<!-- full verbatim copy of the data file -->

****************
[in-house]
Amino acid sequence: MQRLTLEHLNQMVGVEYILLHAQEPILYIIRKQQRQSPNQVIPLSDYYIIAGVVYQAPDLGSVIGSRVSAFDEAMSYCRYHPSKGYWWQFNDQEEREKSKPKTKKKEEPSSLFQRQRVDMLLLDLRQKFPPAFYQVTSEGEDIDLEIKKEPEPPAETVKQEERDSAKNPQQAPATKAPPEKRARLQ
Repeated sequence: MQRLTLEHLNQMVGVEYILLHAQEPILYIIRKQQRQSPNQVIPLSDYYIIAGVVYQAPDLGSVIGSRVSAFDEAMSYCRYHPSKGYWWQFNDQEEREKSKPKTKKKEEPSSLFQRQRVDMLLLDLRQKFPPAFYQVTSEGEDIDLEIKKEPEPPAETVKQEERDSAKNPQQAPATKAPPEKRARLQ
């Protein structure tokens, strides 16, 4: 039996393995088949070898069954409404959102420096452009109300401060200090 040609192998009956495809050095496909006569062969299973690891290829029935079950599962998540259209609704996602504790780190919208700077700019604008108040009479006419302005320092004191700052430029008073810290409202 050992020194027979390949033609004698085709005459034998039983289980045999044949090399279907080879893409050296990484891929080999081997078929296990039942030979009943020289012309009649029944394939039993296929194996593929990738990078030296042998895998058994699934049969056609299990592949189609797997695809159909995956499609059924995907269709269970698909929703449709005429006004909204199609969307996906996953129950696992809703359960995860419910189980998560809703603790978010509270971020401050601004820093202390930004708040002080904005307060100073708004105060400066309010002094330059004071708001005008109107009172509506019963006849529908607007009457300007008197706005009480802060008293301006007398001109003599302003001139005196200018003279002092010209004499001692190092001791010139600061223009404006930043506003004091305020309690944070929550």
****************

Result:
[in-house]
Amino acid sequence: MQRLTLEHLNQMVGVEYILLHAQEPILYIIRKQQRQSPNQVIPLSDYYIIAGVVYQAPDLGSVIGSRVSAFDEAMSYCRYHPSKGYWWQFNDQEEREKSKPKTKKKEEPSSLFQRQRVDMLLLDLRQKFPPAFYQVTSEGEDIDLEIKKEPEPPAETVKQEERDSAKNPQQAPATKAPPEKRARLQ
Repeated sequence: MQRLTLEHLNQMVGVEYILLHAQEPILYIIRKQQRQSPNQVIPLSDYYIIAGVVYQAPDLGSVIGSRVSAFDEAMSYCRYHPSKGYWWQFNDQEEREKSKPKTKKKEEPSSLFQRQRVDMLLLDLRQKFPPAFYQVTSEGEDIDLEIKKEPEPPAETVKQEERDSAKNPQQAPATKAPPEKRARLQ
């Protein structure tokens, strides 16, 4: 039996393995088949070898069954409404959102420096452009109300401060200090 040609192998009956495809050095496909006569062969299973690891290829029935079950599962998540259209609704996602504790780190919208700077700019604008108040009479006419302005320092004191700052430029008073810290409202 050992020194027979390949033609004698085709005459034998039983289980045999044949090399279907080879893409050296990484891929080999081997078929296990039942030979009943020289012309009649029944394939039993296929194996593929990738990078030296042998895998058994699934049969056609299990592949189609797997695809159909995956499609059924995907269709269970698909929703449709005429006004909204199609969307996906996953129950696992809703359960995860419910189980998560809703603790978010509270971020401050601004820093202390930004708040002080904005307060100073708004105060400066309010002094330059004071708001005008109107009172509506019963006849529908607007009457300007008197706005009480802060008293301006007398001109003599302003001139005196200018003279002092010209004499001692190092001791010139600061223009404006930043506003004091305020309690944070929550």